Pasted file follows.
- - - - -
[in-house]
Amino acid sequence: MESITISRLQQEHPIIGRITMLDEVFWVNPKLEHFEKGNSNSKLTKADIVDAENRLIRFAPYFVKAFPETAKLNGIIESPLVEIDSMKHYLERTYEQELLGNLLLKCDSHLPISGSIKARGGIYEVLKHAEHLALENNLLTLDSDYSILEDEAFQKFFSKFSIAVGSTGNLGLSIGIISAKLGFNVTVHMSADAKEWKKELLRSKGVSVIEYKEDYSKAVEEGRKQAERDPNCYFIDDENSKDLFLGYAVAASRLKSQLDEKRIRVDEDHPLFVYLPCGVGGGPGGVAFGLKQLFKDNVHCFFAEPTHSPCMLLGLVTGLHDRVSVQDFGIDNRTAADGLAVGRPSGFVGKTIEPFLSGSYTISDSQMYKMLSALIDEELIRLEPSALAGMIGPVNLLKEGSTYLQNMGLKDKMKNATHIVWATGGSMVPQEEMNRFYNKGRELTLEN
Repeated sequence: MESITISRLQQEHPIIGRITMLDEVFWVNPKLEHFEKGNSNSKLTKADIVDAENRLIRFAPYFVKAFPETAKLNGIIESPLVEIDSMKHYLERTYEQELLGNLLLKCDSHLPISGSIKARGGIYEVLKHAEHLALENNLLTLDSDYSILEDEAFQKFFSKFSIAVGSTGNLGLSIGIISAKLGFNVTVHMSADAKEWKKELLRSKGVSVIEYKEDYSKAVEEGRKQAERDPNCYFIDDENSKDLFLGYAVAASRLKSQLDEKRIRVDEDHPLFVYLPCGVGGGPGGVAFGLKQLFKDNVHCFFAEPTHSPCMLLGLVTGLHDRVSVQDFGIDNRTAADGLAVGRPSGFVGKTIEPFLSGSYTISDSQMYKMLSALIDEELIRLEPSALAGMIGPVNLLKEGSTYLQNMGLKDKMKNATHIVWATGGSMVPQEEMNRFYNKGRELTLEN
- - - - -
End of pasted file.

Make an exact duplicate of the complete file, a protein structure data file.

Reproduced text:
[in-house]
Amino acid sequence: MESITISRLQQEHPIIGRITMLDEVFWVNPKLEHFEKGNSNSKLTKADIVDAENRLIRFAPYFVKAFPETAKLNGIIESPLVEIDSMKHYLERTYEQELLGNLLLKCDSHLPISGSIKARGGIYEVLKHAEHLALENNLLTLDSDYSILEDEAFQKFFSKFSIAVGSTGNLGLSIGIISAKLGFNVTVHMSADAKEWKKELLRSKGVSVIEYKEDYSKAVEEGRKQAERDPNCYFIDDENSKDLFLGYAVAASRLKSQLDEKRIRVDEDHPLFVYLPCGVGGGPGGVAFGLKQLFKDNVHCFFAEPTHSPCMLLGLVTGLHDRVSVQDFGIDNRTAADGLAVGRPSGFVGKTIEPFLSGSYTISDSQMYKMLSALIDEELIRLEPSALAGMIGPVNLLKEGSTYLQNMGLKDKMKNATHIVWATGGSMVPQEEMNRFYNKGRELTLEN
Repeated sequence: MESITISRLQQEHPIIGRITMLDEVFWVNPKLEHFEKGNSNSKLTKADIVDAENRLIRFAPYFVKAFPETAKLNGIIESPLVEIDSMKHYLERTYEQELLGNLLLKCDSHLPISGSIKARGGIYEVLKHAEHLALENNLLTLDSDYSILEDEAFQKFFSKFSIAVGSTGNLGLSIGIISAKLGFNVTVHMSADAKEWKKELLRSKGVSVIEYKEDYSKAVEEGRKQAERDPNCYFIDDENSKDLFLGYAVAASRLKSQLDEKRIRVDEDHPLFVYLPCGVGGGPGGVAFGLKQLFKDNVHCFFAEPTHSPCMLLGLVTGLHDRVSVQDFGIDNRTAADGLAVGRPSGFVGKTIEPFLSGSYTISDSQMYKMLSALIDEELIRLEPSALAGMIGPVNLLKEGSTYLQNMGLKDKMKNATHIVWATGGSMVPQEEMNRFYNKGRELTLEN